Retail's toughest year: A record for store closings

These retailers filed for bankruptcy this year
These retailers filed for bankruptcy this year

The traditional retail industry just capped one of its most difficult years with a successful holiday shopping season.

The question is, will that be enough to save stores on the brink?

Experts say don't count on it.

Shoppers have made it clear they want to do more of their shopping online and on their smartphones. Shares in Amazon (AMZN) are up 55% this year.

That kind of says it all.

Experts say 2018 could bring more of what the traditional brick-and-mortar stores suffered through in 2017. And that wasn't pretty.

Store closing announcements more than tripled to about 7,000, a record, according to Fung Global Retail and Technology, a retail think tank.

There have been 662 bankruptcy filings in the retail sector so far in 2017, according to That's up 30% from the same period last year.

And while many were small mom-and-pop stores, dozens of major national retailers are on the list, including Toys R Us, Payless Shoes, Gymboree and Rue21. Those chains all remain in business, but The Limited shut down, and RadioShack closed almost all of its remaining stores with its second bankruptcy filing.
At a time when employers hired nearly 2 million workers and unemployment reached a 17-year low, retail was one of the biggest job losers -- employment fell by 36,000 jobs. Only telecommunications lost more.

But those in the industry say this was not what others referred to as a "retail apocalypse." Instead, it's a normal evolution.

"There is always going to be winners and losers in an industry like this. It constantly in a state of flux," said Tom McGee, CEO of the International Council of Shopping Centers, a trade group of mall owners. "The whole image of the demise of traditional retailing is overblown."

McGee points out that occupancy rates at the nation's malls remain at about 93%, and that the number of enclosed malls have remained stable, even though high-profile department store chains such as Sears (SHLD), J.C. Penney (JCP) and Macy's (M) have closed some of their anchor locations.

But while it's true that store opening announcements are also up compared to 2016, according to Fung, those openings total only 3,433. That's just under half of the number of store closing announcements. And most of those opening plans were announced by Dollar Tree (DLTR) and Dollar General (DG), two bargain brands.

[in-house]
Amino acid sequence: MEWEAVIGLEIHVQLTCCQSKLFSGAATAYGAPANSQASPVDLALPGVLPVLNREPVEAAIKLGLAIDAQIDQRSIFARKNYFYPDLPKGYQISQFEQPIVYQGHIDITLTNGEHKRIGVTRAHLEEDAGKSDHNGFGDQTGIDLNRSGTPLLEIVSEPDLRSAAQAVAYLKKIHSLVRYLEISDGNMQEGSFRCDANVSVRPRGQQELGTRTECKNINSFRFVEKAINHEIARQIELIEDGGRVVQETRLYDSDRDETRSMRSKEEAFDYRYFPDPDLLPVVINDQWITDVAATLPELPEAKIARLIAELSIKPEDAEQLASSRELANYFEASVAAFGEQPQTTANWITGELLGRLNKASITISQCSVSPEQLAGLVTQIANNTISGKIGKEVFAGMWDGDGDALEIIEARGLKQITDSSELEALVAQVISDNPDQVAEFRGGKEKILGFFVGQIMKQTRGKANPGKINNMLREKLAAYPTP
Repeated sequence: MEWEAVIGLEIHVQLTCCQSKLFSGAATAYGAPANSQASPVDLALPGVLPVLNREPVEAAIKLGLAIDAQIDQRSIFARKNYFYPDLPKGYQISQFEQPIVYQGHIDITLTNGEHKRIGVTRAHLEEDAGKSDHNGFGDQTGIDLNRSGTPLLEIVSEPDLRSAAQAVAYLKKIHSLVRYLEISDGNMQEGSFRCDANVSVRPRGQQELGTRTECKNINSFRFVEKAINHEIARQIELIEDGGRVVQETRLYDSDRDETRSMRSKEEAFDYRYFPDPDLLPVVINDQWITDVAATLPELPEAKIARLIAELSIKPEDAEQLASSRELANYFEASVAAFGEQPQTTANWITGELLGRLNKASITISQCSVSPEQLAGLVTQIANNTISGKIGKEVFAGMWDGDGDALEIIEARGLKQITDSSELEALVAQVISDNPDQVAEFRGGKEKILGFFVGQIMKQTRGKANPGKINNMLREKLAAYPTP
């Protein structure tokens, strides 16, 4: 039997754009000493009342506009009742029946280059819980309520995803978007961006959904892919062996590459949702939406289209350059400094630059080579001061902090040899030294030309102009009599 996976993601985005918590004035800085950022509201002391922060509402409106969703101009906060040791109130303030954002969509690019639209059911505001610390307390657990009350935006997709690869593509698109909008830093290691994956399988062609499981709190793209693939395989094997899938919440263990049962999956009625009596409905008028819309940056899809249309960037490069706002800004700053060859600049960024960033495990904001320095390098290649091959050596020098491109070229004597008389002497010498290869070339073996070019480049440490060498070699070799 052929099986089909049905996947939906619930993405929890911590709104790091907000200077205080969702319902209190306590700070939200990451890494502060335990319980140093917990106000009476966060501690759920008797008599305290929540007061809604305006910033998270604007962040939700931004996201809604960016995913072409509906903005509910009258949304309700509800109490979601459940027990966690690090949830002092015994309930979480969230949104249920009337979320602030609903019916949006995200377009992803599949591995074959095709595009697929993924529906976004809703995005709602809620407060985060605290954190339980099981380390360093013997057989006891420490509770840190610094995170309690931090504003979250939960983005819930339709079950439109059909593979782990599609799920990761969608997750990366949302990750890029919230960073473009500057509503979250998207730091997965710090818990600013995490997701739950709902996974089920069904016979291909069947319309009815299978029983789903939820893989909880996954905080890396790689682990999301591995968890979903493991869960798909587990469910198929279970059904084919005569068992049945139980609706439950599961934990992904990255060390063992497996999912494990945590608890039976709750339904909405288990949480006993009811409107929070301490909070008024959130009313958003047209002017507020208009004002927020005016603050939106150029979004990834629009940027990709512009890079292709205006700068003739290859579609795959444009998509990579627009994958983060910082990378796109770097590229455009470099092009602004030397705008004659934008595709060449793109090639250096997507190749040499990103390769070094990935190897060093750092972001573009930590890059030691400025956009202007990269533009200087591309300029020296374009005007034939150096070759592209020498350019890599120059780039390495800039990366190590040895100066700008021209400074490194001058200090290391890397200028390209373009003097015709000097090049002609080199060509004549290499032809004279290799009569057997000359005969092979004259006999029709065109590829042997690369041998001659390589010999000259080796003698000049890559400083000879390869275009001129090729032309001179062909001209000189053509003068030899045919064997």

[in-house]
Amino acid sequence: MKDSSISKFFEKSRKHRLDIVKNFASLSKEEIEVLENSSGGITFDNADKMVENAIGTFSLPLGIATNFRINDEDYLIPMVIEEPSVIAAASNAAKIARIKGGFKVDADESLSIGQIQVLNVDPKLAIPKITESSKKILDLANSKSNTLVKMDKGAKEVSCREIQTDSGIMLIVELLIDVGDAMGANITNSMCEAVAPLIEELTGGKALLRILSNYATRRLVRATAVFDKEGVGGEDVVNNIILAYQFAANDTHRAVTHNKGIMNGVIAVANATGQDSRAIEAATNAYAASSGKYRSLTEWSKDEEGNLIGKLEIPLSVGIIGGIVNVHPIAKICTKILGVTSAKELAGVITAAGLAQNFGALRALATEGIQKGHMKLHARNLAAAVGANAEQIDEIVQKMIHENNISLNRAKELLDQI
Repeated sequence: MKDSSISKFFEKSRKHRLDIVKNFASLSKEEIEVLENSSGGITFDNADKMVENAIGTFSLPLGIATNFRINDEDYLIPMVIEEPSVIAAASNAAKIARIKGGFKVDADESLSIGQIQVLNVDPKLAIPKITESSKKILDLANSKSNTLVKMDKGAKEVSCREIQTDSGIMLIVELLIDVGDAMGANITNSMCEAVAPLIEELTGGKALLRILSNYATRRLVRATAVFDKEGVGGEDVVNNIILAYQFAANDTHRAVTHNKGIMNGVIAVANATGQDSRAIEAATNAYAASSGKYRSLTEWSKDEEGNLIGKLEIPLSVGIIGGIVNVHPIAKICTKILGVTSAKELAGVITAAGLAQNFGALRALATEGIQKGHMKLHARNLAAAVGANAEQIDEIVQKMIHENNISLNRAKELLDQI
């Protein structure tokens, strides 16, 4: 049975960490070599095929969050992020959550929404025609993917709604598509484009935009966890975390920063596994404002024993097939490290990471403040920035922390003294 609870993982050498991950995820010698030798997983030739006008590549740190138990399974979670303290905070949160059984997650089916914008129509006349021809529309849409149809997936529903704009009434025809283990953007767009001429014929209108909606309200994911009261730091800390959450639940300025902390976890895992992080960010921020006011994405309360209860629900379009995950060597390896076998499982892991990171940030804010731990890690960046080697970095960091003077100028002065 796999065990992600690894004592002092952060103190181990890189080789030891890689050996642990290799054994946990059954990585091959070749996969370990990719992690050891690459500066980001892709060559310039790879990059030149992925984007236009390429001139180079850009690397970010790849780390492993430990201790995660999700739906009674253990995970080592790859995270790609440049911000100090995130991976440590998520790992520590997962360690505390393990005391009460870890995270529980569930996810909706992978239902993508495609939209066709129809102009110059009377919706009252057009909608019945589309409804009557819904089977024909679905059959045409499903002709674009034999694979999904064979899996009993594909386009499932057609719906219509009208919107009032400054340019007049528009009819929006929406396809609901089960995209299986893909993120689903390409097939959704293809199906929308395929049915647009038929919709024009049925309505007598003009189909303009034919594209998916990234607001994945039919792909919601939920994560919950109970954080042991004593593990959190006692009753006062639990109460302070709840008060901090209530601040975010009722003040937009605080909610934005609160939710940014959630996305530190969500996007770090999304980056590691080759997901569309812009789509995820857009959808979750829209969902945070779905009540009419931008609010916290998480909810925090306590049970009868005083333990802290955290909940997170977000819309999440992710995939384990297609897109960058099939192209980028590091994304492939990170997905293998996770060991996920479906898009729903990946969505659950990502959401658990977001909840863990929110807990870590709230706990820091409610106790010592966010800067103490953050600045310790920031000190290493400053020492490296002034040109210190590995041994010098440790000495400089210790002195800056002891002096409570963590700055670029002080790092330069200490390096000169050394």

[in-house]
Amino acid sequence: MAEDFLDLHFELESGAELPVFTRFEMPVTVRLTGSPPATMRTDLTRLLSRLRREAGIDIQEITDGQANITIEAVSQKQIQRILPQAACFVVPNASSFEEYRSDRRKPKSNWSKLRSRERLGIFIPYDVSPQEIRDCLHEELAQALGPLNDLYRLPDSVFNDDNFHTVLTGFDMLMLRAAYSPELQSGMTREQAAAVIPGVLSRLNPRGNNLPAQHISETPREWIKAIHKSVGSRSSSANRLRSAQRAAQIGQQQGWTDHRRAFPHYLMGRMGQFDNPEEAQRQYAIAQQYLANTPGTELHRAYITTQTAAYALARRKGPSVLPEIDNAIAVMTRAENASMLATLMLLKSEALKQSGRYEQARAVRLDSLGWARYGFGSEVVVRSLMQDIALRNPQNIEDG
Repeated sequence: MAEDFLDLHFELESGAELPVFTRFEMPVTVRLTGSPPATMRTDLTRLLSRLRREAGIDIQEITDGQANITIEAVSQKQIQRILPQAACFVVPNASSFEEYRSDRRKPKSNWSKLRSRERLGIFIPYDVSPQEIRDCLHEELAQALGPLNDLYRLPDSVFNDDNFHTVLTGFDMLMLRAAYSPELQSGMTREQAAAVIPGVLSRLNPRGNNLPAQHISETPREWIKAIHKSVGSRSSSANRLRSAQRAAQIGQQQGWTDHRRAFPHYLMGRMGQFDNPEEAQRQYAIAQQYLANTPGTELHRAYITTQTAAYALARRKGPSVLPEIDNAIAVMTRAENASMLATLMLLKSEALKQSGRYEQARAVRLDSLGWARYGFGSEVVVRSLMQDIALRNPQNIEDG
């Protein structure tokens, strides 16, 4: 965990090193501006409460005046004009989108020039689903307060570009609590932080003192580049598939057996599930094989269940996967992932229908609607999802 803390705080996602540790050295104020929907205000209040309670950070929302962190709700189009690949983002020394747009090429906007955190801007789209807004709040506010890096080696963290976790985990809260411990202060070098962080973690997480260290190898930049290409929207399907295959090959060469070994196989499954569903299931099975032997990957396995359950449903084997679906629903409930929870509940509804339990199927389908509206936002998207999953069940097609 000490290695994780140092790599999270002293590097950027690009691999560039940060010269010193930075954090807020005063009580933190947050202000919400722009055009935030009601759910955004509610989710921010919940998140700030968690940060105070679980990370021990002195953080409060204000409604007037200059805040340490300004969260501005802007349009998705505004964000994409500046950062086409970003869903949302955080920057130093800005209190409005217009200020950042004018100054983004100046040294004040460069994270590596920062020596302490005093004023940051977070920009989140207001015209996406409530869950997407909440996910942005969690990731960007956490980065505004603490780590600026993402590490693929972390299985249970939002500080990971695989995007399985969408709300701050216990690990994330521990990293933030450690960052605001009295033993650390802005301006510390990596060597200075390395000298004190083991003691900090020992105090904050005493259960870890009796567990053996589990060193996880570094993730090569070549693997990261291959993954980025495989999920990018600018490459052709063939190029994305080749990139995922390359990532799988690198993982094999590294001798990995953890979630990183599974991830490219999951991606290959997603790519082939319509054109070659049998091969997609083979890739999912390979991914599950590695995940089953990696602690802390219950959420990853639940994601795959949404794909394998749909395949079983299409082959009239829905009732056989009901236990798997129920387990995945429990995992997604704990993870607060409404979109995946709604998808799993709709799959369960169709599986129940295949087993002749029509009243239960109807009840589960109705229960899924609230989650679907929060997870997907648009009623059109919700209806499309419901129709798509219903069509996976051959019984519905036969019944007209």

As for the job losses, some of them are due to retailers using more automation, such as self-checkout lanes, as they struggle to control costs and find the workers they need in a time of low unemployment.

Traditional brick-and-mortar retailers are shifting more jobs to their online operations, where the workers are counted as warehousing or logistics jobs rather than retail jobs, said Jack Kleinhenz, chief economist for the National Retail Federation.

"It's true that 2017 has been a challenging year. But things have picked up," he said.

Related: Stores may be in trouble, but people are spending like mad

Kleinhenz said the biggest problem for retailers now is that customers can comparison shop so easily that even when they buy in the stores, "there's very limited pricing power for retailers."

"Margins are getting thinner and thinner," he said. "Some of the closures are due to that."

By all indications, this will be a good holiday shopping season overall. Sales are expected to be up about 4% compared to last year, according to industry experts.

Related: How to stop Amazon from killing your store

"I've always been optimistic about this holiday. The question is going to be who the winners and losers are going to be," said Greg Portell, lead partner in retail with consultant A.T. Kearney.

He said he expects a rash of new store closing announcements -- and perhaps bankruptcy filings -- early in 2018 when the dust settles from this holiday season.

"There are A and B students out there who are worth celebrating," he said. "But not everyone can be an A student."

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